Uses for Honey After the Holidays

Tags: Food, Blog, Federation, Holidays, Women, Family, Teens

  • Share This Story

Beekeeper Amalia Haas tends to honey bees outside. Photo credit: Rachael Rovner

Amalia Haas

By Amalia Haas
Founder and CEO, Bee Awesome and www.HoneyBeeJewish.com

Many people ask me, “What can I do with all the beautiful honey I have left over after Rosh Hashanah?” As the beekeeper behind The Land of Milk and Honey, a tasting experience for groups that pairs honeys with fruits, cheeses, chocolates, and wines, there is no shortage of exciting things to do with honey year round!

Honey plays a starring role for Jews as we contemplate the very creation of the world during the High Holiday season. When we say, “A Sweet and Happy New Year,” we taste the breadth and depth of nature’s bounty, of God’s blessing. And we pray that in the coming year we will merit to live in a world where these cycles of nature continue. The honey I harvest in the fall represents the hive’s labor through spring and summer. The rains “fell in their time,” plants grew, and the bees visited 200,000 flowers to make each half teaspoon of honey.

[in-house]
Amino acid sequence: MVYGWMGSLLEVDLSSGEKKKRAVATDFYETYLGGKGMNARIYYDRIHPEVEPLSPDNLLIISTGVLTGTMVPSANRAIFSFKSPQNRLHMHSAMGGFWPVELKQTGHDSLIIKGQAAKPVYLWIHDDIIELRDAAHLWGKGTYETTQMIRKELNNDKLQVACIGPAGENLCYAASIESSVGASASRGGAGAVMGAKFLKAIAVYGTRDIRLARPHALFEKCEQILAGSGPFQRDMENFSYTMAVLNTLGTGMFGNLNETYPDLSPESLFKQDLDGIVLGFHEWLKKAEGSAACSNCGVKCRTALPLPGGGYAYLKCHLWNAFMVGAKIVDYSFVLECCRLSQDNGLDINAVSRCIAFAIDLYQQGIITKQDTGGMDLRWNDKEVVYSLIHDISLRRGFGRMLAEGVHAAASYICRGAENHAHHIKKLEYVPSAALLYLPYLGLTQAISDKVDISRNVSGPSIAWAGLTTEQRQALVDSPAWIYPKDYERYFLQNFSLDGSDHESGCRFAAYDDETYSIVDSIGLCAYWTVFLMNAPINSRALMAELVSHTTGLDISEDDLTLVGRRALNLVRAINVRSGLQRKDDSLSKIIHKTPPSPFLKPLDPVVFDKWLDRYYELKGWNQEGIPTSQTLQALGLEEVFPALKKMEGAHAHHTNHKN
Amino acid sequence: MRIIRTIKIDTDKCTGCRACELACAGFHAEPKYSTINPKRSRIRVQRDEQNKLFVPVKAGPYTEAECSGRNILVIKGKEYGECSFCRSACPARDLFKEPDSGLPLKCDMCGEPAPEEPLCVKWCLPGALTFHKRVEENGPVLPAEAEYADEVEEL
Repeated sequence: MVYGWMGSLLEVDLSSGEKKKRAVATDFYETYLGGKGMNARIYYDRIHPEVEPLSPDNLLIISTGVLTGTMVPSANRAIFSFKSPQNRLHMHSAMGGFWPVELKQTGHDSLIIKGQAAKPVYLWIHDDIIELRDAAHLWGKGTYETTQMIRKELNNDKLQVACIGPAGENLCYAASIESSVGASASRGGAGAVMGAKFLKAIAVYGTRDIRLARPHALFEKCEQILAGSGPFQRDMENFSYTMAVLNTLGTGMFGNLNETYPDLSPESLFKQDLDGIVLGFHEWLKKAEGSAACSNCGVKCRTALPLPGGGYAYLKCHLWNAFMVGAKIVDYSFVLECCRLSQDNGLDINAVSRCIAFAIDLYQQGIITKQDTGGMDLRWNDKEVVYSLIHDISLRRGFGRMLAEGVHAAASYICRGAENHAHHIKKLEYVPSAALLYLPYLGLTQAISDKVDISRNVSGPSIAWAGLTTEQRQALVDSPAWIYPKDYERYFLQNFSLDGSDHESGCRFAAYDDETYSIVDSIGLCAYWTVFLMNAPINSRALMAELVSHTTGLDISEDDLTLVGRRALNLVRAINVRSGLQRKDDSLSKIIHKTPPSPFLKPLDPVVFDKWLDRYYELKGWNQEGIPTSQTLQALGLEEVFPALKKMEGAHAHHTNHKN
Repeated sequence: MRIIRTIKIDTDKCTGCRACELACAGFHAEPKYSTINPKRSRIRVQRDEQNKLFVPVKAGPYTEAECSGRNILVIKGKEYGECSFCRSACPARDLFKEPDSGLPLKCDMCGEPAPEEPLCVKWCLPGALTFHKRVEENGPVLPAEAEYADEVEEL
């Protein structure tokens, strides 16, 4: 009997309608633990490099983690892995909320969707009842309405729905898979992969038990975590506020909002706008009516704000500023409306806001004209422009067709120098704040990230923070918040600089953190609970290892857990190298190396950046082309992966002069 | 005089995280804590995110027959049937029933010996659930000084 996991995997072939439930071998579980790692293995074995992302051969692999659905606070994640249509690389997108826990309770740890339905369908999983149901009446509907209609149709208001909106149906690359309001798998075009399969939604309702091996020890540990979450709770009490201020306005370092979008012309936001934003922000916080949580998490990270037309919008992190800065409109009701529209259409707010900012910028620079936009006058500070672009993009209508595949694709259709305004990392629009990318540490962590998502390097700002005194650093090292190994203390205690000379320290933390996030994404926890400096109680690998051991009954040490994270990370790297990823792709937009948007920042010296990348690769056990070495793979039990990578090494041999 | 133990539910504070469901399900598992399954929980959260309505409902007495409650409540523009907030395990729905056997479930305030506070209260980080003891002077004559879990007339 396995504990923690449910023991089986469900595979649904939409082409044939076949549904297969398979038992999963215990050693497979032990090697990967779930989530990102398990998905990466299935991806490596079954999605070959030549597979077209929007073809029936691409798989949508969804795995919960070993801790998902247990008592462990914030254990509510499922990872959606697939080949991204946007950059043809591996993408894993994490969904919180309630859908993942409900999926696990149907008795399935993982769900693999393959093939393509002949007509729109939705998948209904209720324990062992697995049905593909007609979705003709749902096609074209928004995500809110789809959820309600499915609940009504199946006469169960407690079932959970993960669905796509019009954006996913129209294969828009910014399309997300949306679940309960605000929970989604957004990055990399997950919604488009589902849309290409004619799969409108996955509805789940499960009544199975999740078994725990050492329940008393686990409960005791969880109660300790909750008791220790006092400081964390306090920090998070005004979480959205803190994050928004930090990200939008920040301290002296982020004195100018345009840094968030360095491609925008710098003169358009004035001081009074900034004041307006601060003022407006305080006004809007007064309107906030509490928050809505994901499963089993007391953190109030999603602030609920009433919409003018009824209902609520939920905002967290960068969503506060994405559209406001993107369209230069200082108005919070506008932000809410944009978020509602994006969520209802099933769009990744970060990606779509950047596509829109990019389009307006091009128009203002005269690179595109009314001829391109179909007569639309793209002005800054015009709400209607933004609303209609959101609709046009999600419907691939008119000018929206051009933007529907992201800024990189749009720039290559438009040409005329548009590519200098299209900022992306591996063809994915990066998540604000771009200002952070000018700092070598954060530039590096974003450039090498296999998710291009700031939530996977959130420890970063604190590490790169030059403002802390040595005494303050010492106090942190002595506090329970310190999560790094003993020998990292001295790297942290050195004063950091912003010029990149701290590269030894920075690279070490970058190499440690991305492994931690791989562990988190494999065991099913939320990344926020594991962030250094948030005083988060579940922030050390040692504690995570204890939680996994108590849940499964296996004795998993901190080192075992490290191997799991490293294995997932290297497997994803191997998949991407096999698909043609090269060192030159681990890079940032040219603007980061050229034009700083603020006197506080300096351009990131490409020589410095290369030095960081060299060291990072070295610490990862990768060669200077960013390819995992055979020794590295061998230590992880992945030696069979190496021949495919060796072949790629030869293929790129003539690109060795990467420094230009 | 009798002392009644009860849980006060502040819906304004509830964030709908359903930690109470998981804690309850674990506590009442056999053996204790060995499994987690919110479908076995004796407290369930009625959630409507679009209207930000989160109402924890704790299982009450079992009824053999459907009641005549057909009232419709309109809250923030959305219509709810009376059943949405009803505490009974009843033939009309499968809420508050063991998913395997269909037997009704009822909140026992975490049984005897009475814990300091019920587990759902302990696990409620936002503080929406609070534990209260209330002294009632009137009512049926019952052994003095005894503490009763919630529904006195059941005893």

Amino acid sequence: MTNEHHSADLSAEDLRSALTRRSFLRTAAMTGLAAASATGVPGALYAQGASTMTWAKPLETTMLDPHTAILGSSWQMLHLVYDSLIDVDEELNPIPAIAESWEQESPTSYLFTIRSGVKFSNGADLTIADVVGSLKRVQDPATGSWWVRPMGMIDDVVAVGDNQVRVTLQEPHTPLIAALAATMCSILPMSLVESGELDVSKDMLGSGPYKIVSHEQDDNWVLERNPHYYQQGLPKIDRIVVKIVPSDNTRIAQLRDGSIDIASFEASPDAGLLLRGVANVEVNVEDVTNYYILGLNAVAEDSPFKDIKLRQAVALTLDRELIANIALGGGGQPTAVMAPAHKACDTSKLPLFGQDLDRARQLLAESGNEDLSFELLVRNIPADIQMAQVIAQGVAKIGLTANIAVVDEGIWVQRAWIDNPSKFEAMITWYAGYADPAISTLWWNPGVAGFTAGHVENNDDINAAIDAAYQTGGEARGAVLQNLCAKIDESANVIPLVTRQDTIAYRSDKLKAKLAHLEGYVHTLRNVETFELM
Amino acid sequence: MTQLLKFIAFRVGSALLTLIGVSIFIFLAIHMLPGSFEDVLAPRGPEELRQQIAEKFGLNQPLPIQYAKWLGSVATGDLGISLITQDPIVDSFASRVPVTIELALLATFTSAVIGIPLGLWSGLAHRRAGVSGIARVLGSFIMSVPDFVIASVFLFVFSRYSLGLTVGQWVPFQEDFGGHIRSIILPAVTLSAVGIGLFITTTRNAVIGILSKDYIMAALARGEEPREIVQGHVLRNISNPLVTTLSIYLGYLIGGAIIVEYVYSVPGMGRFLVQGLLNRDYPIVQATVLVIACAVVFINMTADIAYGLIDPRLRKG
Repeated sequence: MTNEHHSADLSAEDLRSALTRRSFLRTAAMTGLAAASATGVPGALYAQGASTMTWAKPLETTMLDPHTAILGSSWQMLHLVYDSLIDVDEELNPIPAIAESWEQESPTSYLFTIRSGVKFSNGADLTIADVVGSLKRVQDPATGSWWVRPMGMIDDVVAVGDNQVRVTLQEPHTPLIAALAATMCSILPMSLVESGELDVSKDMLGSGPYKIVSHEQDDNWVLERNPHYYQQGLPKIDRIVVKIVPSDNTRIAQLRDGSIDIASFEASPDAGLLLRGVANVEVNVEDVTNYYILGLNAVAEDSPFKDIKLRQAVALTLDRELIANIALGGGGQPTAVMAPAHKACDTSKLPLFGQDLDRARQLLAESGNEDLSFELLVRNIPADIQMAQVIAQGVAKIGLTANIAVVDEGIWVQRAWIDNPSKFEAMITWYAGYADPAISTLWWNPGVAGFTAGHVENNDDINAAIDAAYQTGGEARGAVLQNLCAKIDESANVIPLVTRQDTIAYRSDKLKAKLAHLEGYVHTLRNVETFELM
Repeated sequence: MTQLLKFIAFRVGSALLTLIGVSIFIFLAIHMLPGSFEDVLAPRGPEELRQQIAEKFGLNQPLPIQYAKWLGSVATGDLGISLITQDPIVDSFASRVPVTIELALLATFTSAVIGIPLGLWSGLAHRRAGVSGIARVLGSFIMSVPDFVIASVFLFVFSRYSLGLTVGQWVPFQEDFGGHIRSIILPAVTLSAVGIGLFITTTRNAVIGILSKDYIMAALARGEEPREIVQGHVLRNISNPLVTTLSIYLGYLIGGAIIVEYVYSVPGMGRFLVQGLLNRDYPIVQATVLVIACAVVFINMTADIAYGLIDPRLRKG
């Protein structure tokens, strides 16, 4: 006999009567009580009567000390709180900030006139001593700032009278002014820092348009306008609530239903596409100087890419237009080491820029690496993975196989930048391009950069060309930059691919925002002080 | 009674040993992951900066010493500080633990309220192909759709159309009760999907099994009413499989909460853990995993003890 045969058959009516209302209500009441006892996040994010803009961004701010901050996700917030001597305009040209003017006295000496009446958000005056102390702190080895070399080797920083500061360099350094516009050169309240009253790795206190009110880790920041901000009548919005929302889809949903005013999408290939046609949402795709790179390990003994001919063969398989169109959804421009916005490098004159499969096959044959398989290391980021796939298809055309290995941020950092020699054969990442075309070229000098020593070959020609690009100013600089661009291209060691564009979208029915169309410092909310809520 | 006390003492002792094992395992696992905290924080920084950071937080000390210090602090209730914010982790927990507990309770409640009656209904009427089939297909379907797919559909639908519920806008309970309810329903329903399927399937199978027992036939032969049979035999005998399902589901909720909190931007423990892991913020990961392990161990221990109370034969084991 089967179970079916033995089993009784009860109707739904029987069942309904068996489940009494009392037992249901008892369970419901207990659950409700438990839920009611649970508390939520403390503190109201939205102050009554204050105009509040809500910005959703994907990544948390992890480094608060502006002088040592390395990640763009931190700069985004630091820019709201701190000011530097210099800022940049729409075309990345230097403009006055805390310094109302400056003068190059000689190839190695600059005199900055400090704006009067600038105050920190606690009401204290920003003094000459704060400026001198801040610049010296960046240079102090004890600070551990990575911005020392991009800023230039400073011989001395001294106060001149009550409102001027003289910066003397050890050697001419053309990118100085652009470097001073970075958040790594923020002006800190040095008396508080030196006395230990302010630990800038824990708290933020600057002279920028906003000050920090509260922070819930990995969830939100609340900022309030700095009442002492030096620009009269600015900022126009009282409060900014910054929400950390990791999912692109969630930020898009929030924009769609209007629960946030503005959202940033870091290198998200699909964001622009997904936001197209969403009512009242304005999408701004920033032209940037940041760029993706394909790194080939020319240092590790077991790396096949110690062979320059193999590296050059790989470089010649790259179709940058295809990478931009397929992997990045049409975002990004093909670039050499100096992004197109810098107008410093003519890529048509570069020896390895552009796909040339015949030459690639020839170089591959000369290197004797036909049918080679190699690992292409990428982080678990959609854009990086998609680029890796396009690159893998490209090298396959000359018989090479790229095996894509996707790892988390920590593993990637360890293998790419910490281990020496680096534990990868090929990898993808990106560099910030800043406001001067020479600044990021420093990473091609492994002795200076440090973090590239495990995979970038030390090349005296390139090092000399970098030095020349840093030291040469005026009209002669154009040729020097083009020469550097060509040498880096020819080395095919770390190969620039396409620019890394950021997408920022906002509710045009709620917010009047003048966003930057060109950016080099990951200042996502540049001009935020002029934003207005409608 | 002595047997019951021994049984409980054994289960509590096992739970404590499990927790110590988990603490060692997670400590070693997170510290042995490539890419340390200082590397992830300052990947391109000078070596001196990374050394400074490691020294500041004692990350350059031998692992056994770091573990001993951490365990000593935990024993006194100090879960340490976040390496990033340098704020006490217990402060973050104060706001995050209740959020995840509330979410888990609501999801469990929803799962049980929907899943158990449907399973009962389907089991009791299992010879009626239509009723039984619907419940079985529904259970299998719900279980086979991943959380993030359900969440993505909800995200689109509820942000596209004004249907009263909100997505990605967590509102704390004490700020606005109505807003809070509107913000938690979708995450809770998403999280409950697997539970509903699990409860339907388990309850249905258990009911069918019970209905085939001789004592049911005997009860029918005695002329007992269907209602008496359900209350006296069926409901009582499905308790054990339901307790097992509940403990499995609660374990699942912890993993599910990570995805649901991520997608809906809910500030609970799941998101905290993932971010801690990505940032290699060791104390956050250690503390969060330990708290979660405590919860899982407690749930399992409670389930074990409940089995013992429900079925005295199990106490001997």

Honey bees teach us about teamwork and community building. A worker bee’s entire life’s labor produces only 1/12th of a teaspoon of honey. This may seem a small contribution to her colony, but in so doing she pollinates plants essential to the chain of life. By supporting her community, she does good for the wider ecosystem. May the bees help us remember that small, humble acts of daily kindness to family and stranger carry forth the blessings of Creation into the wider world.

So if you still have honey in your cupboard, here are some of my suggestions of ways to make the most of your honey supply!

  1. Try pairing buckwheat honey, with its rich undertones of chocolate and cherries, with dark chocolate.
  2. Pair almond butter with goldenrod honey that the bees are harvesting right now in northeast Ohio! The caramel texture and floral intensity of goldenrod honey complements the umami of nut butters.
  3. Pair linden honey, with its unripe notes, with one of the last tart green melons of summer (harvest from your own vines, or from the farmer's market).

And don't forget to enjoy your tea with raw honey on a crisp fall Cleveland day, or to knead some into your challah!

From the honey bees and my family “hive,” wishing you and yours a good and sweet New Year. Shanah Tovah u’Mtukah!

Amalia Haas' path to organic beekeeping began as the daughter of a biologist and a professor of education who imbued in her a fascination with nature. She is a mother of six who is passionate about creating a healthier and more sustainable world. After a decade of work in Jewish education and Israel advocacy, Amalia turned to social entrepreneurship, environmental education, public speaking, singing, and storytelling. To book one of Amalia's flagship programs - The Land of Milk and Honey, BeeHive Your Classroom, and Beehive Your Business - or to purchase honey, visit Bee Awesome or HoneyBeeJewish at www.AmaliaHaas.com

Learn More: Food, Blog, Federation, Holidays, Women, Family, Teens